Franz Peter Schubert was an Austrian composer who lived from 1797 to 1828 in Vienna. He lived between the Classical and Romantic eras, like Beethoven, who was born 27 years earlier but died only one year later. Schubert was raised in a musical household. He was a member of the family string quartet and was taught music his father and older brother.
Schubert won a scholarship and the opportunity to continue his studies after studying organ with the parish church organist. He studied with Antonio Salieri, Mozart’s noted rival. Simultaneously, he began teacher training and joined his father, who was also a teacher, as an assistant in a school that his father had founded.
His first works included a piano duet, overtures, chamber music, three string quartets, and an unfinished operetta, as well as a song. Between 1813 and 1815, he increased his output, writing five string quartets, three masses, three symphonies, and his first opera, but he primarily composed songs. During this time, he composed the first music for a Goethe poem, “Gretchen am Spinnrade” (“Gretchen at the Spinning Wheel”). His work is credited with laying the groundwork for the musical genre known as the German lied, or art song, during this time period.
He took a few years off from teaching during which time he met Johann Michael Vogl, whose interpretations of Schubert’s songs became extremely popular, but he had to return to teaching to support himself until the summer of 1818. In this year, he completed his Sixth Symphony and had the first public performance of his Italian Overture in C Major in Vienna, as his reputation grew.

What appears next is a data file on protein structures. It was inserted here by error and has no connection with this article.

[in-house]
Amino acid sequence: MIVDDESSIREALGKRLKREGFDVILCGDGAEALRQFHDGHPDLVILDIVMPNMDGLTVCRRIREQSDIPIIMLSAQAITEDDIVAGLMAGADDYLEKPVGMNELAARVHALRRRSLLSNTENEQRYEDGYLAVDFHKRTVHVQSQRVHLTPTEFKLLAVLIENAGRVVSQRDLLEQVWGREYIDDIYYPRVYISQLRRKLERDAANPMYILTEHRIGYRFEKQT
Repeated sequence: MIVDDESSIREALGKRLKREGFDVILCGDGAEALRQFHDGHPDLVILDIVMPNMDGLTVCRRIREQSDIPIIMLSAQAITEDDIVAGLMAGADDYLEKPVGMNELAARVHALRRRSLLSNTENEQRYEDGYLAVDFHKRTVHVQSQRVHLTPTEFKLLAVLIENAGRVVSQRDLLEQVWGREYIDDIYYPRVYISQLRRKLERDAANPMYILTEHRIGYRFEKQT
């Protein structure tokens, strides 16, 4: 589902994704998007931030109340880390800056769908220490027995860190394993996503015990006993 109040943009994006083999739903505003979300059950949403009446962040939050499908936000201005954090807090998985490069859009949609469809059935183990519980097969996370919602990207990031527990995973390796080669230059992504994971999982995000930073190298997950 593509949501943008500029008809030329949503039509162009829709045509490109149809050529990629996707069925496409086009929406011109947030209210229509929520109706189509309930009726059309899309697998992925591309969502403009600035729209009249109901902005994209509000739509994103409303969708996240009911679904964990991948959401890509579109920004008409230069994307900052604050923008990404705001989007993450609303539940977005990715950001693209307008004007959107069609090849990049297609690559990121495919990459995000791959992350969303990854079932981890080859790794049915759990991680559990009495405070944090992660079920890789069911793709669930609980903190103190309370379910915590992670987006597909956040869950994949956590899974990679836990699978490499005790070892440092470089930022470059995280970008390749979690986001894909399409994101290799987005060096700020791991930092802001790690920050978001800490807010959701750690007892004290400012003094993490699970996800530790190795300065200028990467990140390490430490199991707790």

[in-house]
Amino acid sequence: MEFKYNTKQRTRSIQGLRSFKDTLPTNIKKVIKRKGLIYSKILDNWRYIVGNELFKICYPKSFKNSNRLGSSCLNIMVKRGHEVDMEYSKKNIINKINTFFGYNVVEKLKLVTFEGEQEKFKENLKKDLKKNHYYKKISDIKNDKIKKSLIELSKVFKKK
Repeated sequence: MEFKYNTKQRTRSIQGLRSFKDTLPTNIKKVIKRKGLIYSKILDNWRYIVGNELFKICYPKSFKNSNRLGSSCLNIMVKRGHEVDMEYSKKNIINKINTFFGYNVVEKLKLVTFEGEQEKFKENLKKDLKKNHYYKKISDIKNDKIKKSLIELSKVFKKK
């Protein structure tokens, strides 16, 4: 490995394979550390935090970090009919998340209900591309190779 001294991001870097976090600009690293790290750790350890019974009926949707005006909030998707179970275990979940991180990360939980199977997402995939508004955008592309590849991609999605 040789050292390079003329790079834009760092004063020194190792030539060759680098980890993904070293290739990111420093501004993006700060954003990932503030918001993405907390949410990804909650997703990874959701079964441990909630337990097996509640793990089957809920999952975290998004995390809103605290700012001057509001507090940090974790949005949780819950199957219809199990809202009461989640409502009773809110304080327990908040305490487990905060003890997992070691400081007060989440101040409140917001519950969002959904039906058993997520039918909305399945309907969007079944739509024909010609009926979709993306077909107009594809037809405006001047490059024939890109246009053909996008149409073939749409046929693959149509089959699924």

He composed his first well-known piano work, Piano Sonata in A Major, in 1819, as well as the Trout Quintet and several songs. In 1820, Vogl sponsored and starred in a production of Schubert’s opera Die Zwillingsbrüder (The Twin Brothers), which led to other works being performed. Despite this, Schubert’s work was unable to find a publisher.
This changed in 1821, when a plan devised his friends to publish one of his works subscription was successful, and he began his career in print. His songs and dance music became popular at parties named after him, called Schubertiaden. His main concern, however, was to become well-known in the opera world, and he left a number of works unfinished in 1821 and 1822 in order to achieve this goal. This is when he composed his Unfinished Symphony, as well as when he contracted a venereal disease.
In 1823, he composed the Piano Sonata in A Minor, as well as the song cycle “Die schöne Müllerin” (“The Fair Maid of the Mill”). However, his opera Fierrabras was turned down for a production. In 1824, he was poor and ill, with plenty of song performances but no one paying attention to his operas. His financial situation improved after his works were published.
However, after failing in his attempt to succeed Salieri as Kapellmeister when the latter retired, Schubert seemed to give up on both establishing himself and promoting his operas, despite his impressive competition. He composed his Great Symphony in C, the Winterreise, and the String Quintet in C Major near the end of his life. In March of 1828, Schubert gave his only public concert, and in November of that year, he died of typhoid fever.